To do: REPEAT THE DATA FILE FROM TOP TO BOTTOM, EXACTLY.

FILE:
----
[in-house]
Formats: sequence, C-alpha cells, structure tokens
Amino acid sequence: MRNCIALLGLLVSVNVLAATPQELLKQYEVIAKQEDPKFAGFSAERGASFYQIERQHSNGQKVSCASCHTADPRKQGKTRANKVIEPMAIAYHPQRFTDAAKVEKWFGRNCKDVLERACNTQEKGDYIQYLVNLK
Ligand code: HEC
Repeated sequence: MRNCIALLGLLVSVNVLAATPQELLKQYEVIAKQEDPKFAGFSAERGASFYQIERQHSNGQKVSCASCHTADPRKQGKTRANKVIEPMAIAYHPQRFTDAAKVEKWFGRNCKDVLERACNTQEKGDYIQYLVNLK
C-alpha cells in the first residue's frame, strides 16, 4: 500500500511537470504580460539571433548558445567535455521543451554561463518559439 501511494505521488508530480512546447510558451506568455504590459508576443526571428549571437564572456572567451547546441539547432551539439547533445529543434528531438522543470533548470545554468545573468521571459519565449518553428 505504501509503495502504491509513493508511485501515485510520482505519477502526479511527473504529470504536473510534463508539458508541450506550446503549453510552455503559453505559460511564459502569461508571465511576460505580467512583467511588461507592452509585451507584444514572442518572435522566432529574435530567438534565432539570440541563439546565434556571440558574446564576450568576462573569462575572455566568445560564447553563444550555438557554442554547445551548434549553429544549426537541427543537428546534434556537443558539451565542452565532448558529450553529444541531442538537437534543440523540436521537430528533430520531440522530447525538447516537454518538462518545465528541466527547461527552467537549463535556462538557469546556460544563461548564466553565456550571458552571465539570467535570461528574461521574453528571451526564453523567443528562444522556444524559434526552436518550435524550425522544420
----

[in-house]
Formats: sequence, C-alpha cells, structure tokens
Amino acid sequence: MRNCIALLGLLVSVNVLAATPQELLKQYEVIAKQEDPKFAGFSAERGASFYQIERQHSNGQKVSCASCHTADPRKQGKTRANKVIEPMAIAYHPQRFTDAAKVEKWFGRNCKDVLERACNTQEKGDYIQYLVNLK
Ligand code: HEC
Repeated sequence: MRNCIALLGLLVSVNVLAATPQELLKQYEVIAKQEDPKFAGFSAERGASFYQIERQHSNGQKVSCASCHTADPRKQGKTRANKVIEPMAIAYHPQRFTDAAKVEKWFGRNCKDVLERACNTQEKGDYIQYLVNLK
C-alpha cells in the first residue's frame, strides 16, 4: 500500500511537470504580460539571433548558445567535455521543451554561463518559439 501511494505521488508530480512546447510558451506568455504590459508576443526571428549571437564572456572567451547546441539547432551539439547533445529543434528531438522543470533548470545554468545573468521571459519565449518553428 505504501509503495502504491509513493508511485501515485510520482505519477502526479511527473504529470504536473510534463508539458508541450506550446503549453510552455503559453505559460511564459502569461508571465511576460505580467512583467511588461507592452509585451507584444514572442518572435522566432529574435530567438534565432539570440541563439546565434556571440558574446564576450568576462573569462575572455566568445560564447553563444550555438557554442554547445551548434549553429544549426537541427543537428546534434556537443558539451565542452565532448558529450553529444541531442538537437534543440523540436521537430528533430520531440522530447525538447516537454518538462518545465528541466527547461527552467537549463535556462538557469546556460544563461548564466553565456550571458552571465539570467535570461528574461521574453528571451526564453523567443528562444522556444524559434526552436518550435524550425522544420